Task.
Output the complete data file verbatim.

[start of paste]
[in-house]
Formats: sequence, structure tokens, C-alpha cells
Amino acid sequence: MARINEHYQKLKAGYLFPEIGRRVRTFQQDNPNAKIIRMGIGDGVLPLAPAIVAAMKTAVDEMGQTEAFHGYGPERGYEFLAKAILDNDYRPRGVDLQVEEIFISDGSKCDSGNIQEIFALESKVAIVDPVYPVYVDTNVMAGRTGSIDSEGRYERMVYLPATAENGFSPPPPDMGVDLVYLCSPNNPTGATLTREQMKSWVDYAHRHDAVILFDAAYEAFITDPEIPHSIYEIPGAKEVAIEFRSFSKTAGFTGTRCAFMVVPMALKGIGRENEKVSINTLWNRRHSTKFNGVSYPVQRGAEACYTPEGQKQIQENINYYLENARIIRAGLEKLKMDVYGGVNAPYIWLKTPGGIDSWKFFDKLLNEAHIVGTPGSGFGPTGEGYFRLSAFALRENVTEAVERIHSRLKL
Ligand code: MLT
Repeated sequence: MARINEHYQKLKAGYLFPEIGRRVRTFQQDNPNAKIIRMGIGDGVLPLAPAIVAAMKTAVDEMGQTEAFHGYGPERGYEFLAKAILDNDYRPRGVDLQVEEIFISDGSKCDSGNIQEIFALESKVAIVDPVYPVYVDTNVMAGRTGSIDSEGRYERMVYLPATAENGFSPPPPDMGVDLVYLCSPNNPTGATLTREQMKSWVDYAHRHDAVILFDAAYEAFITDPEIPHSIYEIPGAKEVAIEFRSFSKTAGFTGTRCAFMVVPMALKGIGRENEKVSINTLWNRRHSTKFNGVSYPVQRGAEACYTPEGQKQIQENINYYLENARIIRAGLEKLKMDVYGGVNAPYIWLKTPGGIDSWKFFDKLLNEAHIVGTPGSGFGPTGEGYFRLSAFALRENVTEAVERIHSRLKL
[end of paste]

[in-house]
Formats: sequence, structure tokens, C-alpha cells
Amino acid sequence: MARINEHYQKLKAGYLFPEIGRRVRTFQQDNPNAKIIRMGIGDGVLPLAPAIVAAMKTAVDEMGQTEAFHGYGPERGYEFLAKAILDNDYRPRGVDLQVEEIFISDGSKCDSGNIQEIFALESKVAIVDPVYPVYVDTNVMAGRTGSIDSEGRYERMVYLPATAENGFSPPPPDMGVDLVYLCSPNNPTGATLTREQMKSWVDYAHRHDAVILFDAAYEAFITDPEIPHSIYEIPGAKEVAIEFRSFSKTAGFTGTRCAFMVVPMALKGIGRENEKVSINTLWNRRHSTKFNGVSYPVQRGAEACYTPEGQKQIQENINYYLENARIIRAGLEKLKMDVYGGVNAPYIWLKTPGGIDSWKFFDKLLNEAHIVGTPGSGFGPTGEGYFRLSAFALRENVTEAVERIHSRLKL
Ligand code: MLT
Repeated sequence: MARINEHYQKLKAGYLFPEIGRRVRTFQQDNPNAKIIRMGIGDGVLPLAPAIVAAMKTAVDEMGQTEAFHGYGPERGYEFLAKAILDNDYRPRGVDLQVEEIFISDGSKCDSGNIQEIFALESKVAIVDPVYPVYVDTNVMAGRTGSIDSEGRYERMVYLPATAENGFSPPPPDMGVDLVYLCSPNNPTGATLTREQMKSWVDYAHRHDAVILFDAAYEAFITDPEIPHSIYEIPGAKEVAIEFRSFSKTAGFTGTRCAFMVVPMALKGIGRENEKVSINTLWNRRHSTKFNGVSYPVQRGAEACYTPEGQKQIQENINYYLENARIIRAGLEKLKMDVYGGVNAPYIWLKTPGGIDSWKFFDKLLNEAHIVGTPGSGFGPTGEGYFRLSAFALRENVTEAVERIHSRLKL